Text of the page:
Schedules: Background for modeling

[From Bill Powers (941031.1430 MST)]

RE: "Schedules" of reinforcement: Background for modeling.

If we plot the rate of behavior (B) against rate of reinforcement (R) on
a fixed-ratio (FR) schedule, we get the following:

          > /
          > /
          > /
  BEH B | - - - - - *
          > / |
RATE | /
          > / |
          > /
          > / |
          > /
          > / |
           REINF RATE R

The slope of the line depends on the FR schedule. An "easy" schedule,
that requires few behaviors per reinforcement, would have a low slope to
the right; a hard schedule, a steep slope. If the schedule require m
presses per reinforcement, then the equation of the schedule line is
B = mR.

No matter how the animal behaves, measures of its rate of behaving and
of the corresponding rate of reinforcement will lie on the line
describing the schedule, of which the above line is an example. On the
above line there is an asterisk; this would correspond to the situation
when a certain rate of behavior B is happening, going with a certain
rate of reinforcement R. But any other point on the line would also
satisfy the conditions set by the schedule. If B = mR, then it is also
true that 10B = m*(10R), or in general kB = m*(kR).

The schedule does not determine either the rate of behaving or the rate
of responding: it merely says that whatever those rates are, the point
on the above graph that represents them will lie _somewhere_ on the
line. This line is a property of the scheduling apparatus; it is
unaffected by the way the animal behaves.

In order to predict a particular R and B pair, we need a second
relationship that describes not the apparatus, but the animal. Suppose
we say that at a certain rate of reinforcement, the animal will not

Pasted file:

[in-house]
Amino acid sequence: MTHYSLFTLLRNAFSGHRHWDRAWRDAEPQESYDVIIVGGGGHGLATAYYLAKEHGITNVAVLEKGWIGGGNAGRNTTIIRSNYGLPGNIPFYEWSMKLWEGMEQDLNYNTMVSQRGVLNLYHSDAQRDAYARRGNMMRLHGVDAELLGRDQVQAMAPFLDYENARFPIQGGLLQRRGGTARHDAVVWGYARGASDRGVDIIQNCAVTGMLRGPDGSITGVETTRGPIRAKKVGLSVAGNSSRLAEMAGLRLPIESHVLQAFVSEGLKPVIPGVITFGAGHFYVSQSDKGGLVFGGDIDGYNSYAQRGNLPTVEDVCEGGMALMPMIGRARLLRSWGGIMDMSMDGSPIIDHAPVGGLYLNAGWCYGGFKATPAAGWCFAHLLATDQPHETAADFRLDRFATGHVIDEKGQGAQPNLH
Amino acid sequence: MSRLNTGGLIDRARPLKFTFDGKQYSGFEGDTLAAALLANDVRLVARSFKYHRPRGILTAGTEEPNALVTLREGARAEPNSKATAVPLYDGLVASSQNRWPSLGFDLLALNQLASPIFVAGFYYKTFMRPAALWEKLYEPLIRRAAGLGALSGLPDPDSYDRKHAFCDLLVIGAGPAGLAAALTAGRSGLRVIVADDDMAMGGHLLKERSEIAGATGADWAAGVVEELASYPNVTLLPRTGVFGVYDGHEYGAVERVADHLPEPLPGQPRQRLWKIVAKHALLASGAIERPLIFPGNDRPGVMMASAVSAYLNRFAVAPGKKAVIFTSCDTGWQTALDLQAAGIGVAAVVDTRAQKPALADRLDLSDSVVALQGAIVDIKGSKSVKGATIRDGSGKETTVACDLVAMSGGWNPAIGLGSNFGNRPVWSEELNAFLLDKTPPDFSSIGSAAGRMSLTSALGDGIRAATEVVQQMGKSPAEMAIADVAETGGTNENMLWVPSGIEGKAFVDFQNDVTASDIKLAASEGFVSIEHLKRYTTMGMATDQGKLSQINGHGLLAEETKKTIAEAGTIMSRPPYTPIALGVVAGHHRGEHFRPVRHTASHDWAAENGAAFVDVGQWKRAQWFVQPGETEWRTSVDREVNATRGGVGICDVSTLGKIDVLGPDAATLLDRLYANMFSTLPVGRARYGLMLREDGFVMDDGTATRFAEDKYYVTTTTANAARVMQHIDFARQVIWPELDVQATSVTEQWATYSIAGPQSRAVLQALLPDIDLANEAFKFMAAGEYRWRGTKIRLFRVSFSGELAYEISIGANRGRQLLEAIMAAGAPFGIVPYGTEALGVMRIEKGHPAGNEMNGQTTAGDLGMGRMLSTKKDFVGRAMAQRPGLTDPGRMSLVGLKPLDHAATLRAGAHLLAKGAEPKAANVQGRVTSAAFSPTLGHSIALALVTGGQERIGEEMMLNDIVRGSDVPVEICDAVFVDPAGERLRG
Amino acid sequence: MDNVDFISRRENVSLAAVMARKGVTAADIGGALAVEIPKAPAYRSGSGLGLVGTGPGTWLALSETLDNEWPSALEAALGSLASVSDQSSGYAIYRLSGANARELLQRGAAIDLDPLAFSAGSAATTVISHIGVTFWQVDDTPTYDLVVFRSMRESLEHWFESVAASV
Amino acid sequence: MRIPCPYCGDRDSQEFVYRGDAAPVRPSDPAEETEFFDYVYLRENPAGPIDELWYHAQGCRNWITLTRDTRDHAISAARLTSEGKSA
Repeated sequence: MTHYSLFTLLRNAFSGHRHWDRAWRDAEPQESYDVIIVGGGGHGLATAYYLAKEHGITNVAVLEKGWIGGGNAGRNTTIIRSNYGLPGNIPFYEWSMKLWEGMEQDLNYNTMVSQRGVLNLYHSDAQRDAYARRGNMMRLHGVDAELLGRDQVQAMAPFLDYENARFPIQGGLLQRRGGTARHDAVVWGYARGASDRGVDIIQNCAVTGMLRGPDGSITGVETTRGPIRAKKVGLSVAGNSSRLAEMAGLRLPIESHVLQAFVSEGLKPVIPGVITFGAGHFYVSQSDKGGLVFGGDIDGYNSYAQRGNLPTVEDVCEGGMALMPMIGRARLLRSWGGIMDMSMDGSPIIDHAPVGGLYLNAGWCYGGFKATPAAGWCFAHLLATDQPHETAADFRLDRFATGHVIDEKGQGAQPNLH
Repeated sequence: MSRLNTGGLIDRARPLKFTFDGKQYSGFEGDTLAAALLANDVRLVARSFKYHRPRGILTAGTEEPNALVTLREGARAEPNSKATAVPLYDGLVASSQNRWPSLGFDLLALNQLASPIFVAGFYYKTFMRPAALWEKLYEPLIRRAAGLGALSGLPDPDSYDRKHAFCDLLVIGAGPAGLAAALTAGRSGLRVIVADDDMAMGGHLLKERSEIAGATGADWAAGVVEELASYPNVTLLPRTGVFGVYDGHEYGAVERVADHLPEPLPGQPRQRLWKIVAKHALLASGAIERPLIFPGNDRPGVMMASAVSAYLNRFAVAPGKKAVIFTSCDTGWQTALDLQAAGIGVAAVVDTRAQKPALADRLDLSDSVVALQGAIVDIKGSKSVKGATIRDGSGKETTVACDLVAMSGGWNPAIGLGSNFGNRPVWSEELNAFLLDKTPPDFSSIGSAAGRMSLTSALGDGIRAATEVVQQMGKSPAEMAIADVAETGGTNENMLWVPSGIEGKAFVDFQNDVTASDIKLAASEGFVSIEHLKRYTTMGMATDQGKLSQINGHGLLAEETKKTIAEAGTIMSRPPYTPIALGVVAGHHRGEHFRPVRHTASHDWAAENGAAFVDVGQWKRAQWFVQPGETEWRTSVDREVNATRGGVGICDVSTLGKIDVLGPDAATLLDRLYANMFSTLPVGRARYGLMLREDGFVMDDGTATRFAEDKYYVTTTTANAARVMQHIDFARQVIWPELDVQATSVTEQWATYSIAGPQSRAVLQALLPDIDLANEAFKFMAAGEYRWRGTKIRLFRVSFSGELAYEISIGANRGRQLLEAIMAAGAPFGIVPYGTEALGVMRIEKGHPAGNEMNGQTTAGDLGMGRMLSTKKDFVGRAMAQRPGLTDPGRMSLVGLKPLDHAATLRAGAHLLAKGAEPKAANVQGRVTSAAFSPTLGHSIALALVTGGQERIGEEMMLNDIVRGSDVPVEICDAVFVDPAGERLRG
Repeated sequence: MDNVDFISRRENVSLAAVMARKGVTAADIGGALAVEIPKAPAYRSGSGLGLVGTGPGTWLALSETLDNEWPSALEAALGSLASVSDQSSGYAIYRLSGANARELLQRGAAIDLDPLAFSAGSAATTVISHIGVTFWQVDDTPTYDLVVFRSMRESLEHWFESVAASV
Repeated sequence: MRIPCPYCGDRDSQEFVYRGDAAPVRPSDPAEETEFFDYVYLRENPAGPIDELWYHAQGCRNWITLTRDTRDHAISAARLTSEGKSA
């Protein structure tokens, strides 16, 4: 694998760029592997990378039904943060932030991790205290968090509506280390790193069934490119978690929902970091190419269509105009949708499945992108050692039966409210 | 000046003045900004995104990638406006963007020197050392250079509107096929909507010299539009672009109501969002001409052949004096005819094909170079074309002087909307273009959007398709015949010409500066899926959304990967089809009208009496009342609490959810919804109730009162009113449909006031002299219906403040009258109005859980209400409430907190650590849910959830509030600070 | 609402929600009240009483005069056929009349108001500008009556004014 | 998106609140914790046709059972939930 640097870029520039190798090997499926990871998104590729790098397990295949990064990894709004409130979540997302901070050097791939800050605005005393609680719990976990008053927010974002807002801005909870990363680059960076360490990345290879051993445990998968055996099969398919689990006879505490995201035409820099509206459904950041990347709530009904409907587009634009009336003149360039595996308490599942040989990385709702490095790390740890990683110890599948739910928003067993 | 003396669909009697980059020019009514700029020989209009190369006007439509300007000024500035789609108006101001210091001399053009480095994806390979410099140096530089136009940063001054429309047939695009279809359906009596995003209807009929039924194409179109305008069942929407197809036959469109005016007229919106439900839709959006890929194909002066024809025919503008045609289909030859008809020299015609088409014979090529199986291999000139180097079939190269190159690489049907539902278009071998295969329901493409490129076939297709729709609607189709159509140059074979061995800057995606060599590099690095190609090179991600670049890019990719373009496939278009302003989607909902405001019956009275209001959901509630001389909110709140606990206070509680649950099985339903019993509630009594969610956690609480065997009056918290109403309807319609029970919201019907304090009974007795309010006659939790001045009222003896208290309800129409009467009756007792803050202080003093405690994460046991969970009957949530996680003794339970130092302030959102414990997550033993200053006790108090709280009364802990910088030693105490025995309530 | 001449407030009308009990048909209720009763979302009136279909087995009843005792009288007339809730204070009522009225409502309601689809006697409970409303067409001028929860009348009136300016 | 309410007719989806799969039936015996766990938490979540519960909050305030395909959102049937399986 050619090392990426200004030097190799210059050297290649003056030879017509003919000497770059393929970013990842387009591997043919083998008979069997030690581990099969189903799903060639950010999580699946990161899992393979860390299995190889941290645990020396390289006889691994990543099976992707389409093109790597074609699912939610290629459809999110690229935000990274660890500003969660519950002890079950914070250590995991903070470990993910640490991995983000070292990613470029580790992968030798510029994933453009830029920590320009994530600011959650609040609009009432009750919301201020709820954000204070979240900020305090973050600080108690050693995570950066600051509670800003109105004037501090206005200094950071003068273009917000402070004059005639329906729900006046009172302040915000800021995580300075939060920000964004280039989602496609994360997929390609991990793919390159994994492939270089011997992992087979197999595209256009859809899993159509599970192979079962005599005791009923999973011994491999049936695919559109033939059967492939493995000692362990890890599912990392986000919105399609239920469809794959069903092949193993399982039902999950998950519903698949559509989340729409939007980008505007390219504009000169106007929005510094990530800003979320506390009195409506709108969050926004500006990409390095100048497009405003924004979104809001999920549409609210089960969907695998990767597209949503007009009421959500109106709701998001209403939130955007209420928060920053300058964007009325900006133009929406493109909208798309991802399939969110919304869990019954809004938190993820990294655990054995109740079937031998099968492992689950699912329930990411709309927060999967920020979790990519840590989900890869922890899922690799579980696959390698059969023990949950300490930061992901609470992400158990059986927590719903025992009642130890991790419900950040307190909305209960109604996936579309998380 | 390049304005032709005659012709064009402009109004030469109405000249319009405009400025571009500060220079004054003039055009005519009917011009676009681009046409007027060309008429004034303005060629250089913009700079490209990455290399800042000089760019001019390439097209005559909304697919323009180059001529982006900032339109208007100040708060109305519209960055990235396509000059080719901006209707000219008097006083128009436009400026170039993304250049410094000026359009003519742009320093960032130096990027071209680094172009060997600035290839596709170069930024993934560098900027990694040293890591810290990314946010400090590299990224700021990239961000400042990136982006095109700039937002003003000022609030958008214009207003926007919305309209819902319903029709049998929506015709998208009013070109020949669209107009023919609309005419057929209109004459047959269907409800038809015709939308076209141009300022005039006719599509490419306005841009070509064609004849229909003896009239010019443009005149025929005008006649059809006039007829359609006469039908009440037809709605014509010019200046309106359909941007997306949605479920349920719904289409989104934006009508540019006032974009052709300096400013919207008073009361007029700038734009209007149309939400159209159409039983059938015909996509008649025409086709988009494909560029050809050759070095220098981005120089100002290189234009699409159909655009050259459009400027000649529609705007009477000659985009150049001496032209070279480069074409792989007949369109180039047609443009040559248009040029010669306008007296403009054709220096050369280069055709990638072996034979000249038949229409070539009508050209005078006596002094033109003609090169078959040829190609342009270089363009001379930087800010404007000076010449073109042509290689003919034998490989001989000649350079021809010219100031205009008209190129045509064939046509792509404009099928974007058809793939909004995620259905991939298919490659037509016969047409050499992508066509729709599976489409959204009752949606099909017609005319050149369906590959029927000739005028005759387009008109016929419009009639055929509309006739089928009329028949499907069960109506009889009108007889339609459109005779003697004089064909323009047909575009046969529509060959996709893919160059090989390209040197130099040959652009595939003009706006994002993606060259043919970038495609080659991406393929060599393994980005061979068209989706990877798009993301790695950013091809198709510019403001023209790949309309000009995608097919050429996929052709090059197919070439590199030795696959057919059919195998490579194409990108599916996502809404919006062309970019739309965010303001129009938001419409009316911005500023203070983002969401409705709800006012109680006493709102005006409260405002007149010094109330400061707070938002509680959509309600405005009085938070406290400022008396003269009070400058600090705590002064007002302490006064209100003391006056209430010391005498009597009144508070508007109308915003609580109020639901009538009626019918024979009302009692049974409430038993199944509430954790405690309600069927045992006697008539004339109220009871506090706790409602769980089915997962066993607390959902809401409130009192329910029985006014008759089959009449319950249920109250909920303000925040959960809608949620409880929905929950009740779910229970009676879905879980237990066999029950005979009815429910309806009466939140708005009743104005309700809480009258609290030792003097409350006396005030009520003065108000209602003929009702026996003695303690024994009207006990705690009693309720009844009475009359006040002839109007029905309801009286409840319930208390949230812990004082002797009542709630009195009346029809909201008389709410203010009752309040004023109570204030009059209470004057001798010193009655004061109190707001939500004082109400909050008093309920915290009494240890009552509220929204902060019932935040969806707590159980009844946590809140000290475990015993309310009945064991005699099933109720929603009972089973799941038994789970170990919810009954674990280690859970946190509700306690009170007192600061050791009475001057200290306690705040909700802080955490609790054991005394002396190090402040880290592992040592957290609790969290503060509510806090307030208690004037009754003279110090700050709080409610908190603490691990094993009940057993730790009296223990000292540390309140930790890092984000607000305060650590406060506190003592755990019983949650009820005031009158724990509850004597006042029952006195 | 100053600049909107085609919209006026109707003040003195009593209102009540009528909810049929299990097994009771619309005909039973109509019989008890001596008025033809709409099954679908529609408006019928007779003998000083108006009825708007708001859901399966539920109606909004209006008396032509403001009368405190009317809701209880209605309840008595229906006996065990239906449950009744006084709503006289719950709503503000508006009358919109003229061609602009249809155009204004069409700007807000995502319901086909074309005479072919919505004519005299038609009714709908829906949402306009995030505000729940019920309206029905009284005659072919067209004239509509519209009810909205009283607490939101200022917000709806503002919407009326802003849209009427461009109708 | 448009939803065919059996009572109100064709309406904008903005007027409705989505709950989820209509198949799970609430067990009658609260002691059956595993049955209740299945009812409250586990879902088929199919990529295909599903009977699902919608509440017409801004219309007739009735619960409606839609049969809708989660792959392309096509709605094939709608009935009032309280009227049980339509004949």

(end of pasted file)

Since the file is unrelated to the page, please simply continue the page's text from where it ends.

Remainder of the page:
respond at all: it will just eat, as long as the reinforcements are
supplied. We can call this rate of obtained reinforcement the reference
level for reinforcement, and symbolize it as R*. R* is the value of R at
which B just becomes zero.

As the actual level of obtained reinforcement R falls below the
reference level R*, assuming the animal is acting as a control system,
the rate of behavior will rise. With a linear model, B will increase
linearly with R* - R. Plotting this on the same axis as the plot above,
we could represent this relationship as another straight line. Here is
the plot with both lines on it:

          > (animal) *
          > * /(schedule)
          > * /
          > * /
  BEH B | - - - - - *
          > / |*
RATE | / *
          > / | *
          > / *
          > / | *
          > / *
          > / | *
           REINF RATE R R*

Now there is only one point that lies on both the schedule line and the
animal line. Both the behavior rate and the reinforcement rate are now

The animal line is described by B = g*(R* - R). The constant g
determines the slope of the animal line, and R* determines its x-
intercept, which is the reference level. These two parameters, g and R*,
must be known before either the behavior rate or the reinforcement rate
can be predicted from knowing the schedule.

With both the schedule and the animal equation known, we have

B = mR and
B = g*(R* - R), from which we deduce

mr = gR - gR* or

R = ------- R*
    1 + g/m


B = -------- mR*
    1 + g/m

We can obtain the value of m from the schedule, which is known. To
estimate the animal's "error sensitivity" g, however, we need data from
at least two schedules of reinforcement:

          > * #
       B2 | - - - - + <-------(intersection 2
          > # * /
          > SKED2--># | * /<-SKED1
          > # * /
  BEH B1 | - - # -| - + <-- (intersection 1
          > # / |*
RATE | # | *
          > # / | *
          > # / | * <--- animal line
          > # / | *
          > # / | *
          > / | | *
           REINF RATE R2 R1 R*

Under the assumption of a linear model of the animal, measuring B and R
on each of two schedules will provide two intersection points (shown as
+ symbols). We can draw a line through them to the reinforcement axis to
estimate the reference level of R, or R*. The model can then be tested
with other schedules to see if the B,R pair always falls on the
intersection of the schedule line with the same animal line.